This Brisbane-based production lays bare the sordid world of genre film made in the Philippines during the 70s and 80s. These schlock-laden movies - think monsters, jungle prisons, blaxploitation and kung fu hybrids - were made by enterprising B-movie producers when Ferdinand Marcos's oppressive regime was at its most severe.


Featuring funny behind-the-scenes anecdotes from filmmakers, actors and producers - including the likes of Roger Corman, Joe Dante and John Landis - along with plenty of hilarious clips from the low-budget pics, Machete Maidens Unleashed! charts the wild frontier of an almost completely unregulated off-shore film industry.


Blue Valentine

Sunday, 14 November at 7:00pm (Barracks)


Michelle Williams and Ryan Gosling star in a heartbreaking tale of love gone wrong.


Cindy, subtly played by Michelle Williams, is not your average suburban mum. She has – in old-fashioned parlance – married beneath her, and husband Dean (Ryan Gosling) can't get the tone of the marriage right.


Director Derek Cianfrance wields his cinematic scalpel with agonising precision as he cuts into the core of a diseased marriage, packing an emotional punch worthy of the late John Cassavetes.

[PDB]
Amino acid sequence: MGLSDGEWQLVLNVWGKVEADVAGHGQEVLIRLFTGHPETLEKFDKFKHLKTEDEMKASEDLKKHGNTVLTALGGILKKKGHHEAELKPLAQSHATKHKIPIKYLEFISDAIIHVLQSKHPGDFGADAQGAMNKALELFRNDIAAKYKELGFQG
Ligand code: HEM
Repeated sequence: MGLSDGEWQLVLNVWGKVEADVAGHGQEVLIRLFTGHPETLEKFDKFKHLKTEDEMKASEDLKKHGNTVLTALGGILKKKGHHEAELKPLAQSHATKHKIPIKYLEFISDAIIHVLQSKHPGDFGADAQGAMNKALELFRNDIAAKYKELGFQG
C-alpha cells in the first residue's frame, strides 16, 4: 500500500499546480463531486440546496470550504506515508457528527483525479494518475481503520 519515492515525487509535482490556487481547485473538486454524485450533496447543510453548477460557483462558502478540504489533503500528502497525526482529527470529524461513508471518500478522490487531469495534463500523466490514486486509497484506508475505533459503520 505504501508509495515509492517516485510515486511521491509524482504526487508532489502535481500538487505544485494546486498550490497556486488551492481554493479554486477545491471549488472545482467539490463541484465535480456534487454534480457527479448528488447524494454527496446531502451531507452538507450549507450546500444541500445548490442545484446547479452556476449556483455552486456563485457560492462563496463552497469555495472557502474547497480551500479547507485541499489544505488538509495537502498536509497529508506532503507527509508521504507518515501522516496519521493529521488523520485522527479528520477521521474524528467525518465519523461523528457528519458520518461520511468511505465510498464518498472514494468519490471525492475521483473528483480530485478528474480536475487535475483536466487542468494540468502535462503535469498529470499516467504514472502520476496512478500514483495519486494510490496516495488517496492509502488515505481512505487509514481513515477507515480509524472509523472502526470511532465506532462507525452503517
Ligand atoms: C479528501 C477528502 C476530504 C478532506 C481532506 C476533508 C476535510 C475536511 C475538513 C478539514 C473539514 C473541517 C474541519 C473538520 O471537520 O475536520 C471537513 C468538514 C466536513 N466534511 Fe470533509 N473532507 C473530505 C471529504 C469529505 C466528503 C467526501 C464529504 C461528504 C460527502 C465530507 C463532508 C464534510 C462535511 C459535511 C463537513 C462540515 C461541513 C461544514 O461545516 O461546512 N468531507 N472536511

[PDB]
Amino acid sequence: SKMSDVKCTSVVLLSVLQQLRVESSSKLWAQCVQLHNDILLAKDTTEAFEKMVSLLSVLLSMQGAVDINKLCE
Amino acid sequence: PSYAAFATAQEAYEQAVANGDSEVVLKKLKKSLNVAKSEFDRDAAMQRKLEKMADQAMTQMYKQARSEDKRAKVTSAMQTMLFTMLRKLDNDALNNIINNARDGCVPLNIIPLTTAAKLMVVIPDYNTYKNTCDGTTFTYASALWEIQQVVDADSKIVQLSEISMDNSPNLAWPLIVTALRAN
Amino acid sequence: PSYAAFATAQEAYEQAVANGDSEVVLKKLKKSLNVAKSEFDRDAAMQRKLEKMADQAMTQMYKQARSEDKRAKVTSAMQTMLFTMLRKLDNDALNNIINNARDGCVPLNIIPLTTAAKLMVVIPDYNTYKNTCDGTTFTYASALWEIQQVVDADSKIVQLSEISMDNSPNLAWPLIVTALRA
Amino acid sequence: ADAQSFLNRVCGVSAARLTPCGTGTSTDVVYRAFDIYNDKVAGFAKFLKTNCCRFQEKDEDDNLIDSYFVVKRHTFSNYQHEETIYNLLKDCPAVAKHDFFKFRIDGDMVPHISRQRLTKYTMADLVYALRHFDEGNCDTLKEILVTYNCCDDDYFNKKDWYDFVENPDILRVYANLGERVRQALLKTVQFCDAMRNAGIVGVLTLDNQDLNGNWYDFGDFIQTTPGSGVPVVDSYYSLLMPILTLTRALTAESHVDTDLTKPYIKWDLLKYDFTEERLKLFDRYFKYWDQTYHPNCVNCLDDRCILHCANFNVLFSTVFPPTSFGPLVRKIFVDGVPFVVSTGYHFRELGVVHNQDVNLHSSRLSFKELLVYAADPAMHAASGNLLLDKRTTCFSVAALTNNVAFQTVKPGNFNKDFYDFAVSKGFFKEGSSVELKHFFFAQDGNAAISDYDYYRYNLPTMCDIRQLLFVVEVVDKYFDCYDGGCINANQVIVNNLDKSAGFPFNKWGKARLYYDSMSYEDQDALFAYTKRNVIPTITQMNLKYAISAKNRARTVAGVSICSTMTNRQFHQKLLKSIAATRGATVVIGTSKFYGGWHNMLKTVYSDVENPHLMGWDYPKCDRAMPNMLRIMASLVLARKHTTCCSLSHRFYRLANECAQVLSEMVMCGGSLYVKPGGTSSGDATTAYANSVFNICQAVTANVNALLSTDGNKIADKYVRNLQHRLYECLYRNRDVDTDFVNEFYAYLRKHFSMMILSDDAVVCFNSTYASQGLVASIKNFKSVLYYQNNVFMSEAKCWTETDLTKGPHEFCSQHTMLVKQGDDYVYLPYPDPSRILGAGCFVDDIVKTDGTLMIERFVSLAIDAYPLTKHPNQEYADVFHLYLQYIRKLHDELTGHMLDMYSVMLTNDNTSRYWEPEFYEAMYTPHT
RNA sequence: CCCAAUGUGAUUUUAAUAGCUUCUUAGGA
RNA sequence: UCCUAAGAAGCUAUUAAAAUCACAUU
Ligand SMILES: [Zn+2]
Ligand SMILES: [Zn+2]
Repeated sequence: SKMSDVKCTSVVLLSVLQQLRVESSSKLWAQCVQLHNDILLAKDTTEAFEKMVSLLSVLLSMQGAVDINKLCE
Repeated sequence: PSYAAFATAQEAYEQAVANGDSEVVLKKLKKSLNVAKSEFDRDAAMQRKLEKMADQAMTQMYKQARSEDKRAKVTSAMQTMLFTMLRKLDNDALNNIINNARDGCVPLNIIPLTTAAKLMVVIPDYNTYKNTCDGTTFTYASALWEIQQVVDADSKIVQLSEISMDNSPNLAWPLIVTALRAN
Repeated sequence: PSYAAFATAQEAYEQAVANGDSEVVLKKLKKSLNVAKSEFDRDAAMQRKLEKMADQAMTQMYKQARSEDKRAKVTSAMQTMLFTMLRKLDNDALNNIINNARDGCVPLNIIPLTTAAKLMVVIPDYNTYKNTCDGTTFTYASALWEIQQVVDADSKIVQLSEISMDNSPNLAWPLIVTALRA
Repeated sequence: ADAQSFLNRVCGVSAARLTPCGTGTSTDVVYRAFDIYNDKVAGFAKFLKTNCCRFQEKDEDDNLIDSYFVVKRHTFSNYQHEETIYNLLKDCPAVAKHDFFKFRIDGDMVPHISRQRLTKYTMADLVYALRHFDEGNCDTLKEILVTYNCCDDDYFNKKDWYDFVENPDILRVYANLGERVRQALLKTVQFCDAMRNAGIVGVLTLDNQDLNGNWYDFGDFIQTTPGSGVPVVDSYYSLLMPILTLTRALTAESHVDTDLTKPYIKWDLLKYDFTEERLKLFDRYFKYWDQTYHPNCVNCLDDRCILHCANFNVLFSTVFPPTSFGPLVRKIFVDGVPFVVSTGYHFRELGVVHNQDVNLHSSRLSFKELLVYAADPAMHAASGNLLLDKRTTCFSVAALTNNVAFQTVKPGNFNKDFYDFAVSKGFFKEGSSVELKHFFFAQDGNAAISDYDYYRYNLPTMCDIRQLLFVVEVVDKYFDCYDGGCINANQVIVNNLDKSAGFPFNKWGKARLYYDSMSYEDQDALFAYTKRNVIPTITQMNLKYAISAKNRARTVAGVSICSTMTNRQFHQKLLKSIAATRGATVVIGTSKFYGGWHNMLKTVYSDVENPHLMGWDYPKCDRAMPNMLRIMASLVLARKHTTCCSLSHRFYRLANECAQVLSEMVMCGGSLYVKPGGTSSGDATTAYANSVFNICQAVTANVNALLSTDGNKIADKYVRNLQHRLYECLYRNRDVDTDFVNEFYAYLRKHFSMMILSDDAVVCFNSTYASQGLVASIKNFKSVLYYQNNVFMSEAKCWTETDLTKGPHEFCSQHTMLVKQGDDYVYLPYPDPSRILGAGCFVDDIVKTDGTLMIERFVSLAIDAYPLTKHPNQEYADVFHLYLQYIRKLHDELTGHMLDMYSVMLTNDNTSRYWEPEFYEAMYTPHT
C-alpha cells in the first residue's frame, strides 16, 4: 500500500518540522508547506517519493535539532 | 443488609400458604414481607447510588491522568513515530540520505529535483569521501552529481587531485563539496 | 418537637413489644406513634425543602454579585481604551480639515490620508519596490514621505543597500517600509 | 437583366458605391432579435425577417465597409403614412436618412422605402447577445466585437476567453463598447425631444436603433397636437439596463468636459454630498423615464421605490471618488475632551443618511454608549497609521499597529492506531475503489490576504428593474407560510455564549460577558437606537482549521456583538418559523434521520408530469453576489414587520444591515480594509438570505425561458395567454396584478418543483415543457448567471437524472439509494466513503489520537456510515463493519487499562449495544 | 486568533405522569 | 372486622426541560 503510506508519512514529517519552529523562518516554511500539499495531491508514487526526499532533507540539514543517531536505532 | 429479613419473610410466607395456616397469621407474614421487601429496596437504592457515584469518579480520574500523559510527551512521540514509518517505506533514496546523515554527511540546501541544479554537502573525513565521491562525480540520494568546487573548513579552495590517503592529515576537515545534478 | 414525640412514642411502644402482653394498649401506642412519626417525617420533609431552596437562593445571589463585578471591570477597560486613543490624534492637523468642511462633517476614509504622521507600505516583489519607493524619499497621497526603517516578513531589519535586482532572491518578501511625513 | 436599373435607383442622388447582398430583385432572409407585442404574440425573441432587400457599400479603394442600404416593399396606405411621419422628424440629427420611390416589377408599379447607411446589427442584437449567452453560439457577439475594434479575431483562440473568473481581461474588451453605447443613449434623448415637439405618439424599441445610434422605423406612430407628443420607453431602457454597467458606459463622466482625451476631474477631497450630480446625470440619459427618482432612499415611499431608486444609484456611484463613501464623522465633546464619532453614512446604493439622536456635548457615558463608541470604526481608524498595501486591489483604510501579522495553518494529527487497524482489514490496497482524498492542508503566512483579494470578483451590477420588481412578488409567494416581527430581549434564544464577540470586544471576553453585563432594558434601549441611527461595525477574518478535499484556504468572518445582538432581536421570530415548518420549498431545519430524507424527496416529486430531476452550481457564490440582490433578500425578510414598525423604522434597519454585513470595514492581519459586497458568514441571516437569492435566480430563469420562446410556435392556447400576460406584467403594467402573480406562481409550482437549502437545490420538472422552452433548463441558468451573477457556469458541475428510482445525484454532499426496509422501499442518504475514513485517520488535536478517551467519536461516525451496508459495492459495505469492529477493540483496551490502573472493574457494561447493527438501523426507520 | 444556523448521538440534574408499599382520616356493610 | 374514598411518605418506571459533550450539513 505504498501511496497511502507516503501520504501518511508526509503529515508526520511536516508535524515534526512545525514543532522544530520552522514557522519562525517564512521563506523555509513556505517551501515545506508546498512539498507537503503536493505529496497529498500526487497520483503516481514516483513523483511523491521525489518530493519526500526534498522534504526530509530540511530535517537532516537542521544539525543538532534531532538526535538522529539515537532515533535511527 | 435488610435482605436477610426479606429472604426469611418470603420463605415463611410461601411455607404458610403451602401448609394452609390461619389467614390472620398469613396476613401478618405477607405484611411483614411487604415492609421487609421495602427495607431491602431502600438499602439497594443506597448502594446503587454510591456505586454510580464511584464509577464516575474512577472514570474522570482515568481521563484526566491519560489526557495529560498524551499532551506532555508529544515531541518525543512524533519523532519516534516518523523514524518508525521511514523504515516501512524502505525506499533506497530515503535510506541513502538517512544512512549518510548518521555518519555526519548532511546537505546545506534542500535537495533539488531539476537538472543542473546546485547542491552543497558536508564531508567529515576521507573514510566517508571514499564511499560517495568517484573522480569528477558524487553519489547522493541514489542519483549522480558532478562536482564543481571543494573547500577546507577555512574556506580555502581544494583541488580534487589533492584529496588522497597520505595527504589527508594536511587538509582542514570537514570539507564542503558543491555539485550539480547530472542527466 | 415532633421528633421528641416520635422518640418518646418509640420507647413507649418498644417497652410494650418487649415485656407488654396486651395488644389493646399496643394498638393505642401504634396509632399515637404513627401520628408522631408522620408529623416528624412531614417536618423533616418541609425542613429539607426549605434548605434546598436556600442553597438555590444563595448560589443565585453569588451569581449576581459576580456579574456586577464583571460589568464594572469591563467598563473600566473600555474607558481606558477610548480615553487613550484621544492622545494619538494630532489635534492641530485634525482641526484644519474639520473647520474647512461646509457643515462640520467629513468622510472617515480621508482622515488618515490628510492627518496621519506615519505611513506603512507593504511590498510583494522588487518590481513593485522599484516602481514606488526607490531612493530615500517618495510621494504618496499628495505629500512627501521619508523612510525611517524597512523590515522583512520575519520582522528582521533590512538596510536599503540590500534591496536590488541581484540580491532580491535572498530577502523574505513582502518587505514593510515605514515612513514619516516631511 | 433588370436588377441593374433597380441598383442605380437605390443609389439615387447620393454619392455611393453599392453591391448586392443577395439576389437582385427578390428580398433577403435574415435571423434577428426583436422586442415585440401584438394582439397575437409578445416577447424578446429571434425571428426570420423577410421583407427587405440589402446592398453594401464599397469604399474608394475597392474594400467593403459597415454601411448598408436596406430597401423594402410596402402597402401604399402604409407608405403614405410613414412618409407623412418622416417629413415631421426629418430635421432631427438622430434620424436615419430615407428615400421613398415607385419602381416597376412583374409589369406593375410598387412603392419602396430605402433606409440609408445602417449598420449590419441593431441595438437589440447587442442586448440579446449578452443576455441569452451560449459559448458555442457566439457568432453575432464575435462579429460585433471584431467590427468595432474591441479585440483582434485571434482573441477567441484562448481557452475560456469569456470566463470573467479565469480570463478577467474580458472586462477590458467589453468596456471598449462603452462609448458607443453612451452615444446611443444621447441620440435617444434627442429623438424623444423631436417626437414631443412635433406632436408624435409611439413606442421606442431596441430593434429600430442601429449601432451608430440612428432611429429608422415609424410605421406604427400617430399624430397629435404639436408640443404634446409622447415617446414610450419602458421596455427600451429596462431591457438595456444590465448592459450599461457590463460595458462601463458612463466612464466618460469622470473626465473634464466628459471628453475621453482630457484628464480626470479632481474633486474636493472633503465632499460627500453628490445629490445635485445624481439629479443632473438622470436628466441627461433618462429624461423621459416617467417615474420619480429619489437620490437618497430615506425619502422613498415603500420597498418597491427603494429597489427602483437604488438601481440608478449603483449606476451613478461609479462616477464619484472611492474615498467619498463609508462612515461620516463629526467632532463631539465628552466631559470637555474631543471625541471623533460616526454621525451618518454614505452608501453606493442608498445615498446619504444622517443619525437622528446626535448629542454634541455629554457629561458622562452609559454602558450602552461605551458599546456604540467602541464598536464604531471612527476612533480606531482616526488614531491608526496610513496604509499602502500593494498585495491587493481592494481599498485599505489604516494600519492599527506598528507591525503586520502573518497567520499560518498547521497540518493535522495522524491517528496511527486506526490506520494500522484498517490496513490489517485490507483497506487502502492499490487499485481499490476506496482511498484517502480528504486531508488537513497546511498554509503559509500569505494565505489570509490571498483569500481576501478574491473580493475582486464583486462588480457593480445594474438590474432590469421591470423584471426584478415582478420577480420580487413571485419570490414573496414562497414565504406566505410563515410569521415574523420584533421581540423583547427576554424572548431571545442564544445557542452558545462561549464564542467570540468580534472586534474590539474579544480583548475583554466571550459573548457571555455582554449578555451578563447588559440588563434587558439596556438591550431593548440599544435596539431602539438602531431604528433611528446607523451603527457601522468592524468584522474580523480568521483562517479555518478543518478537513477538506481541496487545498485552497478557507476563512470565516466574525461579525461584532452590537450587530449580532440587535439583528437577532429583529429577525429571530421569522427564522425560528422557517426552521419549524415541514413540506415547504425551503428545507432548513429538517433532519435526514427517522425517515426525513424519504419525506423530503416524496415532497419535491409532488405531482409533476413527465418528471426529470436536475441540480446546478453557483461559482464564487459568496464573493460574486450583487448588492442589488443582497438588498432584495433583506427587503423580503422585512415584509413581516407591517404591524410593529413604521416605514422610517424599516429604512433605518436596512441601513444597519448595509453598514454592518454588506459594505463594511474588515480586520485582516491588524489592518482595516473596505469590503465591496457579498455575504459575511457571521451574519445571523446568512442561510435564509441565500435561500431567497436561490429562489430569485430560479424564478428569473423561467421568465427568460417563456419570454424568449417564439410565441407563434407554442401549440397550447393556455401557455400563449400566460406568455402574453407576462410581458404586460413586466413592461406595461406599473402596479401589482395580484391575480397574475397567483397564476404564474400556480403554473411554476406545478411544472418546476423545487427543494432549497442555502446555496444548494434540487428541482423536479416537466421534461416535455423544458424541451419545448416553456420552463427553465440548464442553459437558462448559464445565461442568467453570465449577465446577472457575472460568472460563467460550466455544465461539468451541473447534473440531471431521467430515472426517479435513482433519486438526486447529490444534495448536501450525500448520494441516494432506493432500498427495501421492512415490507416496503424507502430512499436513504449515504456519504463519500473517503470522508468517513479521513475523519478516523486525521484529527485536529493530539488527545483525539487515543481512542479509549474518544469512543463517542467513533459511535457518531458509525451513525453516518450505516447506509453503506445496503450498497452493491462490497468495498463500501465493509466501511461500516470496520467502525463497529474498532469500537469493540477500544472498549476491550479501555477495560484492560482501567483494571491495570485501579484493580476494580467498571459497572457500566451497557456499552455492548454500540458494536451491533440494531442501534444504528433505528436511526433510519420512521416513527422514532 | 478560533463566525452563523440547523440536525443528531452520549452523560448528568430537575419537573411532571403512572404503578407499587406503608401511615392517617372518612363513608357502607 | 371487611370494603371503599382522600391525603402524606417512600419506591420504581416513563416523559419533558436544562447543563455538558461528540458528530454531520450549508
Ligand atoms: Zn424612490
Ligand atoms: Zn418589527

Brooklyn indie-rock band Grizzly Bear provide a soulful score.


Talking With Director Richard Gray About Summer Coda


 Richard Gray With Matthew Toomey


There's a nice new Australian film out this week called Summer Coda.  I had the chance to catch up with first time director Richard Gray to talk about the film and the interesting journey in getting it to the big screen.


For those too lazy to read all of this (tsk tsk), you can download a podcast of the interview in my special interview section.  Just click here.


Matt:  You started out working in a cinema. Is that correct?  What was your role there?


Richard:  That’s right.  From the age of 15, I’ve been working in cinemas.  When you’re a film nerd, the best place to work is at a cinema because you get free movie tickets.  I worked from making popcorn, to selling tickets, to working the projection booth.  I always tried to hang out up there so I could watch hundreds of films.


Matt:  So does this mean you get to see the same films over and over?  Is that actually a good way to learn the craft?


Richard:  It’s funny.  Where I worked there were 7 cinemas and there were black and white monitors up in the projection area that you’d watch to make sure they were playing in the right aspect ratio and there was nothing wrong with the prints.  It was a great way to learn how to edit because when it’s mute and you’re not listening to the audio, all you can see are the cuts in the film.  So I found that really fascinating – I’d just sit there and watch the monitors.


Matt:  So what was it then that kicked you off – that made you decide to be a filmmaker?